I must have fallen asleep. I’m startled by the sound of thunder and someone tapping on my window. Rubbing my eyes, I see a rather strange-looking woman staring in at me. Judging from her rather pasty white complexion and thinning grey hair, which she has pulled back tightly at the sides, and tied into a peculiar-looking ponytail, I would guess her to be in her, mid-fifties. The outdated bangs, which she keeps trying to smooth with her fingers, seem to confirm that. She is wearing the ugliest, loose-fitting, tye-dyed, dress. Rolled up at the sleeves. And to top it all off, she has a funny-looking hat perched at a rather jaunty angle on her head. A fedora of all things. Oddly enough, it suits her. I wonder where she’s come from. I look around. It’s a deserted area with nothing but miles and miles of evergreens ahead. There is no sign of another vehicle anywhere. I don’t remember having driven so far into the woods. I think about it for a minute before I roll the window down further. She looks harmless enough. "I'm Eleanor," I say, extending my hand to her. There’s an awkward silence as she stares intently at me for what seems like minutes.

You’re looking for the magic,” she finally says.

I look at her spellbound.

“The magic that comes from the rain.”

I’m intrigued. How can this strange woman possibly know what has brought me here? I need to know more. Stepping out of the car I follow her as she motions to a small clearing in the woods. We stop walking and suddenly she reaches out and touches my stomach, chanting something in some sort of language I’m not familiar with.

“Daire,” she says.

“Daire," I repeat back?”

“Yes,” She continues. It’s a rather uncommon name but it's one that's rooted deeply in Gaelic history. It's pronounced. “Di Re” or “Diary” Long ago, legends were passed on from generation to generation through the written word of our ancestors. Their diaries. It was Peters's Grandfathers' name. And now it will be your son’s name. He will fulfill your husband’s mission to make a difference in this world through his writings.”

“My son? I rub my stomach. I’m having a boy. I smile at the idea of it. Peter would have been so proud.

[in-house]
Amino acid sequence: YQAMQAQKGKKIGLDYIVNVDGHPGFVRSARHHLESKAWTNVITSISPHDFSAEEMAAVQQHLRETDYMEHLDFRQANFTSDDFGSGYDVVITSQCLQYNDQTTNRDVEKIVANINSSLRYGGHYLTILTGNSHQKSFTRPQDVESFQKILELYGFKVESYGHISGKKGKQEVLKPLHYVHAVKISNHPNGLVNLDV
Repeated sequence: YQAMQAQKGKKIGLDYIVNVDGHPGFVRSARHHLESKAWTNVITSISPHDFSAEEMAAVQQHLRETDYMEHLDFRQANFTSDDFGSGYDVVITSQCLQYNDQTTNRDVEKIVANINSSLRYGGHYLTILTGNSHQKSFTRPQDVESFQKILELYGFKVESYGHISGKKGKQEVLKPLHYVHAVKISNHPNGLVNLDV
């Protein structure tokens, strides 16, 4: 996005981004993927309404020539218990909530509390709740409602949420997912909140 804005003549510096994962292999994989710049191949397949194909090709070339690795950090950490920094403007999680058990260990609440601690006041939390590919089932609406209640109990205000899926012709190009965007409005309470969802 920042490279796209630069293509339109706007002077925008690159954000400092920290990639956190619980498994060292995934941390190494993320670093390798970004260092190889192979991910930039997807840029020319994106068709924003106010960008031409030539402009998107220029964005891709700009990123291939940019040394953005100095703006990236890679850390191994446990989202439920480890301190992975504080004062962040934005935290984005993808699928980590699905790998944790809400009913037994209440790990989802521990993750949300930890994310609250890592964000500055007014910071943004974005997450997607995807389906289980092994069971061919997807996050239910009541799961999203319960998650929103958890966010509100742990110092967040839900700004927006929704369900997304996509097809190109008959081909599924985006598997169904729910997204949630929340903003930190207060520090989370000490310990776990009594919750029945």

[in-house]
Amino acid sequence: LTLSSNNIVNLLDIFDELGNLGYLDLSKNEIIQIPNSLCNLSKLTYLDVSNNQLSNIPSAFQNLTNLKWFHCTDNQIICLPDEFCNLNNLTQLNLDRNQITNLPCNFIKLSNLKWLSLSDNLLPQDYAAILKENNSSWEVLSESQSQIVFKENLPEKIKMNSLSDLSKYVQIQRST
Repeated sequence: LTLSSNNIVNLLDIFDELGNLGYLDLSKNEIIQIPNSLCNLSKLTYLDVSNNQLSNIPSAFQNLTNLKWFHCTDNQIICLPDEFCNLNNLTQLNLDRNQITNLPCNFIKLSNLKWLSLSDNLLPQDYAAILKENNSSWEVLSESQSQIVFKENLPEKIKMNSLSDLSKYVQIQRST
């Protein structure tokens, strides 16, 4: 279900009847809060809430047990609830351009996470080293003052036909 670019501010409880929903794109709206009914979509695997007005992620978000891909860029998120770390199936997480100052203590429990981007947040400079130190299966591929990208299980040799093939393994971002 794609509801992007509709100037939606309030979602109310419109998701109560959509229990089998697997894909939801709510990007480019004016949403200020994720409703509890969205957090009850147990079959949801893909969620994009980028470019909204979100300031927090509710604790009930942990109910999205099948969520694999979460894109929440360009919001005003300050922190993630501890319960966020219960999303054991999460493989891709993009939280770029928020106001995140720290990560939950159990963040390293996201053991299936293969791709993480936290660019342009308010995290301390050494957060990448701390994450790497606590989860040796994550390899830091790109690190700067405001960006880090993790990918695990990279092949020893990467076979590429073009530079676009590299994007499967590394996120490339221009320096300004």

“Yes, he would definitely have been proud.”

She seems to know my every thought. This is just so strange. Surely, I’m dreaming.

“He will be born on a rainy day,” the woman continues. “Just like this one. You must collect the rain immediately after his birth, and baptize him in it. It will give him the strength he will need to carry out his mission in life. You just have to have faith and let the rain work its magic.”

“But, how? How can I possibly have such faith in a world so broken?” I wait for her to answer but before she can say anything there is a huge clap of thunder and a bolt of lightning so bright that it lights up the entire sky. I'm temporarily blinded. When I can finally see again, she's gone, and I am back in my car wondering what just happened.

It’s eight months later, and the rain starts slowly, steadily increasing in intensity. My beautiful baby boy has just been born. I didn’t even have time to make it to the hospital. I pulled over the car and he was born on the side of the road. It was the exact same spot where I had met that mysterious woman. I remember her words and I find a small container to collect the rain. I stare down at my little boy laying on my stomach. He’s perfect. I pour the rainwater gently over him and wash away the remnants of childbirth. “Daire,” I smile. And for the first time in a long time, I know that everything will be okay. I just have to have faith in the magic of the rain.

September 23, 2021 03:20

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1 comment

Alice Richardson
00:22 Sep 28, 2021

I like it.